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CrashConnoisseur

Mcwilliams: Ditching The Euro Could Boost Our Failing Economy.

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Another interesting article from David McWilliams...

'Ditching the euro could boost our failing economy':

http://www.davidmcwilliams.ie/2009/05/06/d...failing-economy

Monetary policy in Ireland is broken. The banks are now too sick to play an active role in refinancing the economy, so therefore the economy continues to contract. As taxes rise, this has the same effect as taking cash out of people’s pockets so we spend even less.

On top of this, we face the twin spectre of wages falling at a time when our debt burden is rising. Wages will fall because there are simply so many people on the dole prepared to work for less than their neighbour. The debt burden is rising because so many people who bought houses at the tail end of the boom on low interest rate deals are now facing those “enticement†rates rising.

What can we do about this? The obvious answer is to leave the euro, reinstitute our own currency, allow it to plummet to reflect the real competitive position of our ruined, feeble economy and start again. The vast majority of economists and commentators say this is not possible. In fact, they ridicule those who suggest that this might be worth entertaining.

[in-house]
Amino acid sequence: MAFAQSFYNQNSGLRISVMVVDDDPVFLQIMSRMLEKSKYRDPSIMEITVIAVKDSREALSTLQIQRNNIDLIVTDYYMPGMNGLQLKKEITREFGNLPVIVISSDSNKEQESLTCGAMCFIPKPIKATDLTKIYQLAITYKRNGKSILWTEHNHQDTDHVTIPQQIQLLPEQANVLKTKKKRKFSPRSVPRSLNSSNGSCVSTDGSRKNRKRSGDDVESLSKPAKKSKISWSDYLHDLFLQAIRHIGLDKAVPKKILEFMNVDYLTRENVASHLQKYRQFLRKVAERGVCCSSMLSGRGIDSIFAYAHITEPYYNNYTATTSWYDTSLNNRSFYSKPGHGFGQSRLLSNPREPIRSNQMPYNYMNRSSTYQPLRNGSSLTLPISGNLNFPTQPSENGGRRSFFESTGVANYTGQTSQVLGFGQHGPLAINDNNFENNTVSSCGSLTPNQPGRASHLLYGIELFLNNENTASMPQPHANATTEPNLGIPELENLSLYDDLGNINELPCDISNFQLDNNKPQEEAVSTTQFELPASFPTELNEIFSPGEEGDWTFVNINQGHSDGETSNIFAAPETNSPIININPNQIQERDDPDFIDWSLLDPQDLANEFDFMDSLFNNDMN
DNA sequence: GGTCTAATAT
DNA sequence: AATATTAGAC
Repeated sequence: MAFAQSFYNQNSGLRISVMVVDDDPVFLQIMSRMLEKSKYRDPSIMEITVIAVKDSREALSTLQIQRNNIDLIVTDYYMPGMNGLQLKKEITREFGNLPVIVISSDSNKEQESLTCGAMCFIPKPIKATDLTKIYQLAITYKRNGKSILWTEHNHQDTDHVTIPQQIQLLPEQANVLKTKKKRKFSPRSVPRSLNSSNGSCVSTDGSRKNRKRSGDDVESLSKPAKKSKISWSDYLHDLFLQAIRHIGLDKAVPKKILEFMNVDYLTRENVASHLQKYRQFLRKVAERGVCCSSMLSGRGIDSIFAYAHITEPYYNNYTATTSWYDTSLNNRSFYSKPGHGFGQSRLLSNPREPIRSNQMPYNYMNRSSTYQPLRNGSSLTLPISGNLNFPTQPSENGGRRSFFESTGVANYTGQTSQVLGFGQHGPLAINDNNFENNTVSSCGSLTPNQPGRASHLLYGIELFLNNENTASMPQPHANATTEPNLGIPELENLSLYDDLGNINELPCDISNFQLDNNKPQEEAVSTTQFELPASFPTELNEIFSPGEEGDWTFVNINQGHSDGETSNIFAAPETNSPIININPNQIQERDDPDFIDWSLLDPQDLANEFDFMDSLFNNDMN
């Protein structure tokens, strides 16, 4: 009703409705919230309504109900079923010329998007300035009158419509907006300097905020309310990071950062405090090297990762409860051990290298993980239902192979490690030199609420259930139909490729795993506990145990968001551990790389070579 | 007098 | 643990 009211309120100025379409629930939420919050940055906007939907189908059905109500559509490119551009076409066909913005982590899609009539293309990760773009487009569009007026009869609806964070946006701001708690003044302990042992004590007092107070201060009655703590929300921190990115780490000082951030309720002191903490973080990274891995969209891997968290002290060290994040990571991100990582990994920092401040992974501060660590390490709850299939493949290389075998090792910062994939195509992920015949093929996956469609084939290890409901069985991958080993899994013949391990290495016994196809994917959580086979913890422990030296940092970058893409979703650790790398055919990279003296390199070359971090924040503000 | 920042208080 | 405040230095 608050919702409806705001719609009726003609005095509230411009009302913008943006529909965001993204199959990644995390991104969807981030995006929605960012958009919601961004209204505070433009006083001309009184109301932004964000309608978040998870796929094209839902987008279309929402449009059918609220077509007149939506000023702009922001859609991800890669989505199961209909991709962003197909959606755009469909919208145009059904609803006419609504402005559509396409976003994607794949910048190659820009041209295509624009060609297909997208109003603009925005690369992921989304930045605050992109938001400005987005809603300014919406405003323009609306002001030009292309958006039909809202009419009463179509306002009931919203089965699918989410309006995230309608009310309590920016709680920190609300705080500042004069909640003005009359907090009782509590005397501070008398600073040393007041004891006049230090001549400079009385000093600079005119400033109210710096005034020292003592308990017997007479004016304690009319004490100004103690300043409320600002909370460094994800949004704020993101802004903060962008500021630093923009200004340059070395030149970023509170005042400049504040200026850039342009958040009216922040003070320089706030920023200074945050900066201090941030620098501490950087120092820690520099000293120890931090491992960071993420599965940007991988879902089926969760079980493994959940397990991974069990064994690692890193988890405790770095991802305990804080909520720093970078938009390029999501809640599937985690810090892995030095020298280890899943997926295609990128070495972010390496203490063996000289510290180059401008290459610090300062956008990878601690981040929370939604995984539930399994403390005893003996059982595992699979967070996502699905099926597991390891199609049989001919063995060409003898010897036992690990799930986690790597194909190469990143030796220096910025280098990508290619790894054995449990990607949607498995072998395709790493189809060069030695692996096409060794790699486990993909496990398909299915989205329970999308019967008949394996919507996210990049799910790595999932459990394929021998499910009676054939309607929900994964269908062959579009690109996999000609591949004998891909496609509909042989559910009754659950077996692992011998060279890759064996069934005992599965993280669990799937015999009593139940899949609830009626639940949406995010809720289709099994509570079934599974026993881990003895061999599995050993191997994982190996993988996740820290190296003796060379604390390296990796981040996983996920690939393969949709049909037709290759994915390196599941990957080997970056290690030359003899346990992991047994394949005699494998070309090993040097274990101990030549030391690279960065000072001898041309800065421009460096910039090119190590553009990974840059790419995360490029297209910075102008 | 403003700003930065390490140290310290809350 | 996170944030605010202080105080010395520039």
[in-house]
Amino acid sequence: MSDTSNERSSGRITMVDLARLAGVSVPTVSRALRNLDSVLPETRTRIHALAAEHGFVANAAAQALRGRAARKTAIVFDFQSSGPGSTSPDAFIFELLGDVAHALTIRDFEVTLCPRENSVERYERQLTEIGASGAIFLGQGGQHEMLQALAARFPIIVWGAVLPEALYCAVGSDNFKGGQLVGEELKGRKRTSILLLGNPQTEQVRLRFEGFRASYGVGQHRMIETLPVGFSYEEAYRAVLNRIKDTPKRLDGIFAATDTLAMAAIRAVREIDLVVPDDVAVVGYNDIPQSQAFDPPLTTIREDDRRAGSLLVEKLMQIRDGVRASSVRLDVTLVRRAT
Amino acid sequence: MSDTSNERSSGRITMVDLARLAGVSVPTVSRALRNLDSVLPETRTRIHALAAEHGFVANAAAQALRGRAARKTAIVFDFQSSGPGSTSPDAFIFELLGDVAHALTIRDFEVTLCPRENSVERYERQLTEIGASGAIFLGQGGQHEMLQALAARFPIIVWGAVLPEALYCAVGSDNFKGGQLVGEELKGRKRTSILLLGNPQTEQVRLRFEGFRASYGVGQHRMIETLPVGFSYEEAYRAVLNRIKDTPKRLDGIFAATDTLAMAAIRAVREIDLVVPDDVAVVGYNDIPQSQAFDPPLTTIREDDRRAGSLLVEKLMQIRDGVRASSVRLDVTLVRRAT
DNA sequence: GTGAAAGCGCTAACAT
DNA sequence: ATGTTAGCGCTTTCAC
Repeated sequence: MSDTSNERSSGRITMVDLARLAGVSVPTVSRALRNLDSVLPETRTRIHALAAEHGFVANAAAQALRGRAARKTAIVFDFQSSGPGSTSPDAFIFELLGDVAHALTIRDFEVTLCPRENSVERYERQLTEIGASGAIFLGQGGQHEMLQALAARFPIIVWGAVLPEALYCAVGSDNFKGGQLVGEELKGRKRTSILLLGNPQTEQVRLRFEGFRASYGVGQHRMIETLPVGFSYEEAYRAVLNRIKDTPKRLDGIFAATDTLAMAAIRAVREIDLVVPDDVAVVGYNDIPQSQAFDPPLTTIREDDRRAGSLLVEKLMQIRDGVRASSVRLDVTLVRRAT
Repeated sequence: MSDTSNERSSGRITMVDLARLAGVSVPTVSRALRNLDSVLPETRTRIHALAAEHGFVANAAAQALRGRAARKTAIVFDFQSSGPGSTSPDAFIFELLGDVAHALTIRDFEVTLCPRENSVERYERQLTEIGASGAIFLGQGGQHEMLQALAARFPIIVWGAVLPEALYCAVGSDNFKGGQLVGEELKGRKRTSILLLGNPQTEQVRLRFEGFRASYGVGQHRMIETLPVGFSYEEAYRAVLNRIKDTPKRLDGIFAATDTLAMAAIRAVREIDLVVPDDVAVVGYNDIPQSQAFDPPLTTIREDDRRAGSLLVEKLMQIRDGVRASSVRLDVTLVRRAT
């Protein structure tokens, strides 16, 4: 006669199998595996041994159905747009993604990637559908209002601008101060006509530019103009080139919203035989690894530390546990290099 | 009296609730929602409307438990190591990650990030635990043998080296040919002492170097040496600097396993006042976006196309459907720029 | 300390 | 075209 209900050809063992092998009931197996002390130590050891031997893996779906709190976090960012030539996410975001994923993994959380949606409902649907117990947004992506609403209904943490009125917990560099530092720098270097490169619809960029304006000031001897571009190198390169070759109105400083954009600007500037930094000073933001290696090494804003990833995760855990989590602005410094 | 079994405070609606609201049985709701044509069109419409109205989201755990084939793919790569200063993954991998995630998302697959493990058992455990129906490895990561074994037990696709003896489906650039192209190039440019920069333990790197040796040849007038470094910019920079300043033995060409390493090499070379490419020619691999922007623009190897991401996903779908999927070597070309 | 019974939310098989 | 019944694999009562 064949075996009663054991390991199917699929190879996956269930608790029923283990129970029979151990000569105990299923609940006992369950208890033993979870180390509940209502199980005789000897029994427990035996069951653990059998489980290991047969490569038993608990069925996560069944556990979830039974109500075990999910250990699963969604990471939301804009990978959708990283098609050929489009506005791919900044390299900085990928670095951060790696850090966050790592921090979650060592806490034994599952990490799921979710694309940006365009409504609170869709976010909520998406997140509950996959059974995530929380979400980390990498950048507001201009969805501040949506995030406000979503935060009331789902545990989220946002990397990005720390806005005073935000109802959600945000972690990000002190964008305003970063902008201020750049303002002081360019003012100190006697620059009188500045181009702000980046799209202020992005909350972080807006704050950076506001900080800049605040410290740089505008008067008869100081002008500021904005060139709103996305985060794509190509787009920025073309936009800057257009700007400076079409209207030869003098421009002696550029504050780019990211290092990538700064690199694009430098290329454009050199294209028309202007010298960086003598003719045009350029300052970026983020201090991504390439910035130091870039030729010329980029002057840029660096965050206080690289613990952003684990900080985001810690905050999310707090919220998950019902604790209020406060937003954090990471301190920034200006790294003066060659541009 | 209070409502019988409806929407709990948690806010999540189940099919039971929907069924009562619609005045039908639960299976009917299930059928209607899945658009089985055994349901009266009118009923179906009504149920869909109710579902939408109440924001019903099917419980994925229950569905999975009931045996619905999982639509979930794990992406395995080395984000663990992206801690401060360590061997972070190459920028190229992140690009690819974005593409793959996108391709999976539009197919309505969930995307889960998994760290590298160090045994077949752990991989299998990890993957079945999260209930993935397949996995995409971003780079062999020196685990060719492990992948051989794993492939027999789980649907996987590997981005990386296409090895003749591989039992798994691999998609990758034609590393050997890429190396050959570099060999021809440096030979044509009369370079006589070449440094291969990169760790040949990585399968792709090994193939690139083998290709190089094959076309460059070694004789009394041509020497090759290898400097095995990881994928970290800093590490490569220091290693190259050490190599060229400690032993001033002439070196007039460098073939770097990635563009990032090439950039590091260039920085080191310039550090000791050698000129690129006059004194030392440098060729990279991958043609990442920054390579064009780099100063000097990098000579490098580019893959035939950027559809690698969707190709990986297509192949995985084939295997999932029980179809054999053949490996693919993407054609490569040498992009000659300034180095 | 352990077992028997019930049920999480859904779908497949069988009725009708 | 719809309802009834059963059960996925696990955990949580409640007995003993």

Let me just remind you that the vast majority of economists and commentators believed the “soft landing†mantra. New ideas go through a cycle. First they and their proponents are ridiculed, then they are violently attacked and only then are they accepted as a universal truth. I suspect the same will happen to the idea of leaving the euro.

[...snip...]

The one thing that scares investors most is a dying asset. No one will touch it. I don’t know about you, but I’d prefer to live in a country that gives itself a chance of life, than one where the current policies can only lead to slow strangulation.

Edited by Crash Connoisseur

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The article makes some fair points. I suppose there is a price to pay for relinquishing control of your monetary policy but in any event Ireland couldn't stand alone right now anyway.